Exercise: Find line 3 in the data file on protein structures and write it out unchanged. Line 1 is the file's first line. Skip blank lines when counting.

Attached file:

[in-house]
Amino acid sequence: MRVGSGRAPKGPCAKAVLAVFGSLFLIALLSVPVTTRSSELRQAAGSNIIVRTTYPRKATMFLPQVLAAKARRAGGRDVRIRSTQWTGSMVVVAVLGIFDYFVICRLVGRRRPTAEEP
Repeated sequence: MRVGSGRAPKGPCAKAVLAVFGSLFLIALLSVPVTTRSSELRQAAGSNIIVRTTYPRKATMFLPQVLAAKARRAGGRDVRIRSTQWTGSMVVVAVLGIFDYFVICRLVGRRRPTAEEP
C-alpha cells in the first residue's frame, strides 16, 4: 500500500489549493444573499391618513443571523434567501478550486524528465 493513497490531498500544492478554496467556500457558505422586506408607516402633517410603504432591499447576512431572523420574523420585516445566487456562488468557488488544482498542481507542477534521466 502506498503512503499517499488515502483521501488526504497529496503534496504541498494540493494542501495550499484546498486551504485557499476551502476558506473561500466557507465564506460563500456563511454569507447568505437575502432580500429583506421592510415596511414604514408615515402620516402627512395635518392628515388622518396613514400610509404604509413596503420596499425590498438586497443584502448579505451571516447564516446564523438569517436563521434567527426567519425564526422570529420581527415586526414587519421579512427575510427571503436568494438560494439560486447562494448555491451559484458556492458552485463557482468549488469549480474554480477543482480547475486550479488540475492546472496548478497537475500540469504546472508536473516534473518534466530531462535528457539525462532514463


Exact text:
Repeated sequence: MRVGSGRAPKGPCAKAVLAVFGSLFLIALLSVPVTTRSSELRQAAGSNIIVRTTYPRKATMFLPQVLAAKARRAGGRDVRIRSTQWTGSMVVVAVLGIFDYFVICRLVGRRRPTAEEP